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PAP presidency to rotate

2021-10-18  Paheja Siririka

PAP presidency to rotate
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After a prolonged debate that led to disruptions of proceedings, the executive council of the African Union adopted a resolution to apply the principle of rotation to the Pan-African Parliament’s presidency, which will provide all regions an equal opportunity to lead.

The fourth ordinary session of the fifth PAP, held in May/June in Johannesburg, South Africa, exploded in disorder, with some members refusing to allow elections of the new president to take place and some members citing bias, as they did not want a French-speaking person.

The 39th Ordinary Session of the African Union Executive Council meeting, held in Addis Ababa, Ethiopia, concluded on Friday by deliberating on various current issues that concern the continent and its members.

After several days of chaos, including physical confrontations, outbursts and disruptions, the clerk of PAP, Vipya Harawa, indefinitely postponed the proceedings. 

Central to the remonstrations were Namibia’s McHenry Venaani, South Africa’s Julius Malema and Zimbabwe’s Barbara Rwodzi.

The chairperson of the Trade, Custom and Immigration Committee of PAP and the deputy leader of the Namibian delegation,

Venaani, told New Era yesterday strong recommendations were agreed upon for the rotational president of parliament to take place.

“This is a monumental success, I am glad that I led the process together with colleagues, entrusted to lead the talks with various foreign ministers and ambassadors to support the values we are fighting for,” expressed Venaani. 

He stated this is an opportunity for the north and southern African regions that did not have a chance to be given the opportunity to lead the continental body. “This is a strong diplomatic effort that we led. The leadership of PAP to southern Africa will be a democratic value system; we also want to be at the helm of that continental body, and I have been strong on making sure that Namibia participates in the quarter system,” he said.

Venaani stated that representation is important, further highlighting that Namibia has not even filled the quota by 30% of the United Nations (UN); the African Union is below 20%.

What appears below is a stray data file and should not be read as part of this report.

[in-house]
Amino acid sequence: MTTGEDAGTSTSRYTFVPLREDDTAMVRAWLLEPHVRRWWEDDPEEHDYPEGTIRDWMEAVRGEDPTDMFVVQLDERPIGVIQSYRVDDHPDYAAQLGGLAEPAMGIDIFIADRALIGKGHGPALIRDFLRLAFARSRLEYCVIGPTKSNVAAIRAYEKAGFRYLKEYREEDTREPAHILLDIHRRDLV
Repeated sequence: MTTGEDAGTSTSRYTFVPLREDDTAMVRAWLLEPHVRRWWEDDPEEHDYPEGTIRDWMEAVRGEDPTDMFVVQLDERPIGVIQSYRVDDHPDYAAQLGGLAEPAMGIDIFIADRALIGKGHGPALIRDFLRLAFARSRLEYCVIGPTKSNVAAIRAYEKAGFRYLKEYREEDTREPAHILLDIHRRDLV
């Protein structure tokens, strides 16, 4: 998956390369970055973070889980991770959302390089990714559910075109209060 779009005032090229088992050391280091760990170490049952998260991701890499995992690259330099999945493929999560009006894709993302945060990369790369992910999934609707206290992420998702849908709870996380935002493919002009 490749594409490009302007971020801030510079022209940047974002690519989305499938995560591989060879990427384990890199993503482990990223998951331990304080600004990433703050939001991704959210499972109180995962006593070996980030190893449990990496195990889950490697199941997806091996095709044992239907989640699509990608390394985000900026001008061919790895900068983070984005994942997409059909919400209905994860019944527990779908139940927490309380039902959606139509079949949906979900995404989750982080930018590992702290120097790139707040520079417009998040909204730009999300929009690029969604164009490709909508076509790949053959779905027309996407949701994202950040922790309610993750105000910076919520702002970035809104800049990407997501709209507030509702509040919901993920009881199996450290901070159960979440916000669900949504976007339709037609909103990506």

He noted: “There is no single Namibian working for PAP, so one would also be doing this for the country to have a chance to have influence in the region because it is cardinal and key for nations to have a stake at the governance of this body”.   PAP, also known as the African Parliament, is the legislative body of the African Union, a platform for people from all African states to be involved in deliberations and decision-making on the problems and challenges facing the continent. Since the inception of PAP, the eastern and western caucus dominated the presidency, while the central African region had three presidential terms. 

The only regions that never had the chance are the northern and southern African regions.

“The central region was only supposed to have one chance but they led for three terms, so there are only two political regions that had an opportunity to govern the affairs of the continental parliament,” recalled Venaani.

He said: “Given the opportunity to lead, the southern caucus would focus on a united Africa. We will not create a presidency that divided people through regional and language groups. We will lead through a process of democracy and consolidating the values of a parliamentary democracy on the continent”. The southern region caucus’ campaign coordinator and Zimbabwean member of parliament Rwodzi was this weekend quoted by that county’s media as saying it is a great achievement towards their fight for geographical rotation at the PAP. She added that African Union Executive Council adopted a decision to call for the principle of rotation in the election of the PAP president, which means they are inching closer to the presidency.

PAP Southern Africa caucus has nominated Zimbabwe’s Chief Fortune Charumbira as its candidate for the presidency. 

2021-10-18  Paheja Siririka

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